The recent Consumer Electronics Show in Las Vegas featured a number of carmakers showcasing their vision of the future – a future that they think will feature autonomous or self-driving cars.

But are they getting ahead of themselves? Will autonomous cars really be on our highways in the coming years – and, if so, when?

The alphabet soup of technology

The autonomous cars of the future will be largely based on technology that is already available in many of the new cars currently on sale.

Most of these technologies use radar and lidar (light detection and ranging using lasers) sensors and cameras to detect other vehicles (and, sometimes, pedestrians or wildlife), which then send this data to other systems in the car.

The types of systems you might already have in your car include adaptive cruise control (ACC), which minimizes rear-end collisions by maintaining a constant speed and distance to the vehicle ahead; autonomous emergency braking (AEB), which detects obstacles in the road and alerts the driver, braking the car if they don’t respond; blind spot monitoring (BSM), which warns of vehicles on either side that would prevent a safe lane change; and traffic sign recognition (TSR), which recognizes road signs and relays the information to the driver – or, potentially, the car itself.

All these systems are already fitted in millions of cars around the world – the job now for the automakers is to add more computing power on-board (along with more accurate mapping and GPS) in order get them to work together.

Taking it to the next level

Cars are rapidly becoming more advanced, with engineers using a system of levels of autonomy designed by the Society of Automotive Engineers. Ranging from Level 0 to Level 5, automotive technology is allowing the software and hardware experts working for the car manufacturers to climb the ladder pretty quickly.

Their focus is largely on Level 3 autonomy at the moment – which means that the driver is still necessary, but the vehicle can take over “safety-critical functions” under certain conditions, per the NHTSA’s Statement of Policy Concerning Automated Vehicle. Additionally, according to the NHTSA, Hyundai has just trialed a Level 4 car (an Ioniq, with some extra sensors on-board) on the streets of Las Vegas, which is “fully autonomous” and “designed to perform all safety-critical driving functions and monitor roadway conditions for an entire trip.”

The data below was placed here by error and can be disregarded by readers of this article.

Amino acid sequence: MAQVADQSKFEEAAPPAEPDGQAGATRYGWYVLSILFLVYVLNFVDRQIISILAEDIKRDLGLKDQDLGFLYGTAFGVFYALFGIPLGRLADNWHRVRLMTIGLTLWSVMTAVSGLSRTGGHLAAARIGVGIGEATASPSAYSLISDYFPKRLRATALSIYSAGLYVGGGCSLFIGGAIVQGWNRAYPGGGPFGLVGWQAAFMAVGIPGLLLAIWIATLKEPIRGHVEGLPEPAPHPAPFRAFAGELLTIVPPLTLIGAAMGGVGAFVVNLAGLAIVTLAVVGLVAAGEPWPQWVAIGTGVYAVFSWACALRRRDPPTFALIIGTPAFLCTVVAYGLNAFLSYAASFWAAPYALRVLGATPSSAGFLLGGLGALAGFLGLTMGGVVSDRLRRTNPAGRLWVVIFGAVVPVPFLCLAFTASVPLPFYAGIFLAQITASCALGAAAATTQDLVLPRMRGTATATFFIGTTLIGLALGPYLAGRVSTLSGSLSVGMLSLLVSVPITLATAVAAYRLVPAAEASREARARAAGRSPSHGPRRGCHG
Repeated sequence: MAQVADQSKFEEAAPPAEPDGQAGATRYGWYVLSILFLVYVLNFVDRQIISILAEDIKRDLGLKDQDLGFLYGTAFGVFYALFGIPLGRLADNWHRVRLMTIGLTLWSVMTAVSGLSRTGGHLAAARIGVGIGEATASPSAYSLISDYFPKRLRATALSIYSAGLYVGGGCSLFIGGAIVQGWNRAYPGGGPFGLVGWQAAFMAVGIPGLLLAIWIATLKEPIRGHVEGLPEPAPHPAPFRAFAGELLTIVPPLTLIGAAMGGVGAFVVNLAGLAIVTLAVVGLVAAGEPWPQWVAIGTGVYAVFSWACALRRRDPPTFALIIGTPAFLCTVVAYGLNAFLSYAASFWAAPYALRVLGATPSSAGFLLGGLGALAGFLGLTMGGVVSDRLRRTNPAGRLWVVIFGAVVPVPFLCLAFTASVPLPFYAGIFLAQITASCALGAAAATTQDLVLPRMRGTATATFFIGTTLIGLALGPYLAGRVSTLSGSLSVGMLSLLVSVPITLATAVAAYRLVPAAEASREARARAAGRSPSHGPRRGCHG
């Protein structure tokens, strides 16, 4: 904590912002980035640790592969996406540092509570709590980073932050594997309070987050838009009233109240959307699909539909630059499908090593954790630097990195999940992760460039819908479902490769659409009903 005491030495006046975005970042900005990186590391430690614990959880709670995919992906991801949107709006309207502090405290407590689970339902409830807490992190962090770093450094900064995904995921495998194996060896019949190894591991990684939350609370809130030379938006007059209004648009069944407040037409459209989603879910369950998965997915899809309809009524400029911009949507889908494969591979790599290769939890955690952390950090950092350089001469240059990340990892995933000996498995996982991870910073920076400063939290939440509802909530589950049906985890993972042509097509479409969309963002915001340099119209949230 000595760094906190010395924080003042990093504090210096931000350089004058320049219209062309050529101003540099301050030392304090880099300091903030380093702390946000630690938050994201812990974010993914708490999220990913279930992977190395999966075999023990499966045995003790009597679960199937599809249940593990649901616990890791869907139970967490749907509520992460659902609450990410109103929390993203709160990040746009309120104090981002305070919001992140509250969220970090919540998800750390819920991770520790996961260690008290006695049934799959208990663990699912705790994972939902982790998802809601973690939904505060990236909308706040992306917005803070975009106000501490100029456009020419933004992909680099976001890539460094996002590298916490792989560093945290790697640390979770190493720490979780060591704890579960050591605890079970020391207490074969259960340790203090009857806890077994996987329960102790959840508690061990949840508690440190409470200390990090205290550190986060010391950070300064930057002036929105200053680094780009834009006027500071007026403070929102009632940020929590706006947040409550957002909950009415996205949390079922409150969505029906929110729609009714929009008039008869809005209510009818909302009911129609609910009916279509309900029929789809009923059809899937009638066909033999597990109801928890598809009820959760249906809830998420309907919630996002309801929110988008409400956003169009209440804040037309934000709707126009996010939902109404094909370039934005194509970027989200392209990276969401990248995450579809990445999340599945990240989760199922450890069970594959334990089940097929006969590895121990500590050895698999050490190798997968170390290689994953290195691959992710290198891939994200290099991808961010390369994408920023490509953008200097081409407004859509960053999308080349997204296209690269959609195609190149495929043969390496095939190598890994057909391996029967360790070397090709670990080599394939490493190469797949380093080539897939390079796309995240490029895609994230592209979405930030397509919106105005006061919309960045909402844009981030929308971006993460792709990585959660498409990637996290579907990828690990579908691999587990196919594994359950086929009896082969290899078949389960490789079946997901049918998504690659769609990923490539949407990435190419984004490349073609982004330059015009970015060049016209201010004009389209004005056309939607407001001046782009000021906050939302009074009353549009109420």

The ultimate aim is Level 5, which won’t need any human interaction – even off-road.

On sale now

There are a number of models that buyers can choose from that have self-driving or piloted functions on-board,

The best known are probably the Tesla Models S and X. Much has been said in the media about the Autopilot function, and cases of supposed failures have been well documented. However, it’s fair to say that the California-based carmaker is attempting to lead the way in this field.

Another leader is Volvo, which has a suite of technologies it calls Intellisafe – fitted to its XC90, S90 and V90 models – that include all the electronic safety technologies mentioned above and, depending on the model and the options available, can offer some limited autonomy.

Limited autonomy is also offered in the flagship models from BMW and Mercedes-Benz, the 7 Series and S-Class respectively, and in the Infiniti Q50. The all-new Audi A8 – due in time for MY18 – will also have autonomous features.

These functions will gradually filter down to less expensive models in the next few years, certainly by 2020-2025.

So when exactly will this autonomous future arrive?

There are some pretty major hurdles to overcome before we can look forward to driver-free commuting, not least of which are the hugely complex legal obstacles and questions of liability in the event of a collision, not to mention the not-inconsiderable task of winning the trust of drivers.

The technology part is actually relatively easy compared to the aforementioned issues, and we can expect car manufacturers to have models on sale with advanced self-driving features by the end of the decade.

Beyond that, who knows? The lawyers and lawmakers will take their time, then the public will also approach autonomous cars cautiously.

But within 20 years, our major cities could be filled with cars making decisions for themselves, with their occupants relieved of the burden of driving to spend their time more productively.

Now isn’t that a vision of the future to look forward to?